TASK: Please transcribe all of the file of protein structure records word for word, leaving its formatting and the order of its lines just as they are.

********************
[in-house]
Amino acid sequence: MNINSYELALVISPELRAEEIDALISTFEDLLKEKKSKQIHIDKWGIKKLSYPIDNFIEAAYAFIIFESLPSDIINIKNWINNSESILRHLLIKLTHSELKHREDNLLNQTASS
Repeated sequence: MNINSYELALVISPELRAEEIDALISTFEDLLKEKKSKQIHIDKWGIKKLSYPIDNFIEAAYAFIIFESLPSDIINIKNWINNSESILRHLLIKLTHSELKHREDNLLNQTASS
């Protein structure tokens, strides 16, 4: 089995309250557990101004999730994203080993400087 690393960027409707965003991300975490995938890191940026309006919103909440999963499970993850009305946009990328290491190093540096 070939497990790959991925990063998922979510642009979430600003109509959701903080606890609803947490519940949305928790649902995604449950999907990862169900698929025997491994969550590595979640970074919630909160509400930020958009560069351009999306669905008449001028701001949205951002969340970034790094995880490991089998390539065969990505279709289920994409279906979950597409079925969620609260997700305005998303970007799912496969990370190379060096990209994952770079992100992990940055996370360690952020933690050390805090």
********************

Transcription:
[in-house]
Amino acid sequence: MNINSYELALVISPELRAEEIDALISTFEDLLKEKKSKQIHIDKWGIKKLSYPIDNFIEAAYAFIIFESLPSDIINIKNWINNSESILRHLLIKLTHSELKHREDNLLNQTASS
Repeated sequence: MNINSYELALVISPELRAEEIDALISTFEDLLKEKKSKQIHIDKWGIKKLSYPIDNFIEAAYAFIIFESLPSDIINIKNWINNSESILRHLLIKLTHSELKHREDNLLNQTASS
């Protein structure tokens, strides 16, 4: 089995309250557990101004999730994203080993400087 690393960027409707965003991300975490995938890191940026309006919103909440999963499970993850009305946009990328290491190093540096 070939497990790959991925990063998922979510642009979430600003109509959701903080606890609803947490519940949305928790649902995604449950999907990862169900698929025997491994969550590595979640970074919630909160509400930020958009560069351009999306669905008449001028701001949205951002969340970034790094995880490991089998390539065969990505279709289920994409279906979950597409079925969620609260997700305005998303970007799912496969990370190379060096990209994952770079992100992990940055996370360690952020933690050390805090």